This chapter surveys the major topics of Caucasian segmental phonetics and phonology, focusing on topics with broader implications for general phonetic and phonological theory. The author first presents an acoustic phonetic analysis of phonemic inventories in the three Caucasian families, including both a review of recent instrumental data on the topic as well as a new analysis of new and existing experimental acoustic data. This analysis focuses on four primary topics: obstruents with different laryngeal features, typologically unusual segments, small vocalic inventories, and pharyngealization. The new acoustic data from a nonce-word experiment in Georgian and Megrelian offer evidence that aspiration in voiceless stops gradually, yet significantly shortens if another voiceless stop precedes the relevant one in a given word. The second part reviews analyses of Caucasian phonotactics, primarily of South Caucasian consonant clusters that play a crucial role in discussions on production versus perception in phonology. The chapter concludes with a collection of phonological alternations that have potential for future research on phonology.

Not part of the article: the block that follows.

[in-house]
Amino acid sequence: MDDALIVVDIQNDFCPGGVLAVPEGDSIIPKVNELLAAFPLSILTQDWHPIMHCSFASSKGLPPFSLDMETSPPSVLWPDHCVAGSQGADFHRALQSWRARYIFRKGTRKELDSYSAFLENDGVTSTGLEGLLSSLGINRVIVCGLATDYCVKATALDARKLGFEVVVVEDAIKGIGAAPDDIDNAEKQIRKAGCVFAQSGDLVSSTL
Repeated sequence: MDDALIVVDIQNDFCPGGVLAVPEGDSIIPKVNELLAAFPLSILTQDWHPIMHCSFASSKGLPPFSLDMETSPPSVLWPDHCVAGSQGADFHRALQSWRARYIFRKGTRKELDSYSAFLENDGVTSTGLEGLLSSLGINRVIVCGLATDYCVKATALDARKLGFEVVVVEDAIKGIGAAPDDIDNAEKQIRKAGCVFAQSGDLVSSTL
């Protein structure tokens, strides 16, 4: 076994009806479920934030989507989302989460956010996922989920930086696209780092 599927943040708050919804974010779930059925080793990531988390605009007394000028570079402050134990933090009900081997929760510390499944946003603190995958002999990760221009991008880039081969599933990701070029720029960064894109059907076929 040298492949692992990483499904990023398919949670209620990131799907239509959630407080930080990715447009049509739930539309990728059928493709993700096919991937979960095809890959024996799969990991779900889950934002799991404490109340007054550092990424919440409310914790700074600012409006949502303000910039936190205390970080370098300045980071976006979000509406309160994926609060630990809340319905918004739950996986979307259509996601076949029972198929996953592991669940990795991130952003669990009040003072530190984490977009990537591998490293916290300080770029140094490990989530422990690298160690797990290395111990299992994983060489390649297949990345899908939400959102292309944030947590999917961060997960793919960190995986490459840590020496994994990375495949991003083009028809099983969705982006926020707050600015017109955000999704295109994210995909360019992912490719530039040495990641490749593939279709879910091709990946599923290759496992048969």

February 1, 2021
Beguš, G. (2021). Segmental Phonetics and Phonology in Caucasian languages. In The Oxford Handbook of Languages of the Caucasus, edited by Maria Polinsky. Oxford: Oxford University Press.